If you know someone familiar with llamas, they can be very helpful to you in assessing good behavior, health, and conformation. If you are new to keeping llamas, you might plan several trips to the farm to gain some experience and confidence in handling your new llama.
You may be fortunate to find an experienced llama for sale or you can purchase a llama directly from a breeder. You can begin your search for a reputable llama breeder through the various regional and national llama associations. Some breeders specialize in raising llamas for use as livestock guardians. Expect to pay from $500 to $1500 or more for a gelded male llama, with females somewhat more expensive. Be aware that some breeders will not sell a llama to be used as a guardian if you have serious predator problems beyond foxes or the occasional solitary coyote. Llamas truly have no defense against packs of dogs or coyotes, wolves, bears, or the big cats. When faced with those serious predators, llama breeders use livestock guard dogs to protect their animals.
Generally speaking, llama rescue groups do not have many llamas that are suitable for work as guardians. Occasionally a llama is available at a livestock auction but you will not be able to assess his behavior around humans and livestock or if he is aggressive towards canines.
Bringing Your Llama Home
How you deal with introducing your llama to your stock depends on the prior experiences of both. Your new llama will understandably be nervous or uncertain at first. In the past, the standard advice was to just place the llama out in the field with his new stock. At times this does work; however, research has proven that you will have greater success if the llama and stock both have a chance to become acquainted with each other for several days in a smaller area such as a corral. This is especially important if your pasture area is large or if your sheep or goats are very flighty or do not flock well.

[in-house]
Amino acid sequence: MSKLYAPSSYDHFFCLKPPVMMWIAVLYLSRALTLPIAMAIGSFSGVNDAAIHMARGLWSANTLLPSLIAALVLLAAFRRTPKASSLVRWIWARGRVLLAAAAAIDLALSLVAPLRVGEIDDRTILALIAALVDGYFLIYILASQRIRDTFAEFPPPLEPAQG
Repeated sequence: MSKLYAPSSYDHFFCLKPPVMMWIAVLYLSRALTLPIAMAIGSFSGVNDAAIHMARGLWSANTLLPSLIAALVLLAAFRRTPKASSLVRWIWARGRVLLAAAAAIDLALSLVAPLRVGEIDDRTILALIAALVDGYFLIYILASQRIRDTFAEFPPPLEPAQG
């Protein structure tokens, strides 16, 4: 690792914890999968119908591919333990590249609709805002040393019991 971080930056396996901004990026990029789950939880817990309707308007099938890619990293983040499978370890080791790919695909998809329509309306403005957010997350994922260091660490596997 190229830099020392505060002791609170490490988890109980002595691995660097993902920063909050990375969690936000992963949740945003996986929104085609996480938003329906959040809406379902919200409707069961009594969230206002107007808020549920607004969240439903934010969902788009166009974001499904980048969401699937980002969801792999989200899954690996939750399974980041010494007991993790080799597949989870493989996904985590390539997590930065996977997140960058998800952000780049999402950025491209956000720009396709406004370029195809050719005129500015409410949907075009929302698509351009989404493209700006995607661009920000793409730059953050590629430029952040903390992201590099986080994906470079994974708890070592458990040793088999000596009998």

Some owners have reported that a llama will guard sheep better if he is introduced to them when lambs are present, although research hasn’t supported this observation. Many owners do report that llamas, especially females, are very interested in lambs.
If your llama is already accustomed to stock, he may run right up to them. Even if he is not experienced, he may just be very happy to be with some companions. Typically, even if he does not run towards the flock, he will be interested and curious in them. Occasionally a llama will be more aloof and calm when introduced to stock. In any case, he should settle down with a few hours although it will take several days for him to fully adjust. During this time your new llama may be much more interested in humans, seeking your attention or pacing the fence closest to you. Remember that he needs to bond with his new herd mates rather than you, so you should not give him too much attention until this has occurred.
If your stock has not seen a llama before, they may be very frightened or alarmed. If they are extremely nervous, it might be necessary to pen the llama next to the animals so that they can get used to each other through a fence. Entice your stock to feel more comfortable by feeding them next to each other for several days. Follow this side-by-side experience with penning them together for a few more days before turning them out on a large pasture.
A Word of Caution
One additional caution – be very careful introducing horses and llamas to each other if the horses are unfamiliar with llamas. Experienced owners recommend spending a month or so letting the horses safely observe the llamas before placing them together. Please be very careful with your farm dogs as well. Some llamas come to accept familiar dogs, even a livestock guard dog, but others do not.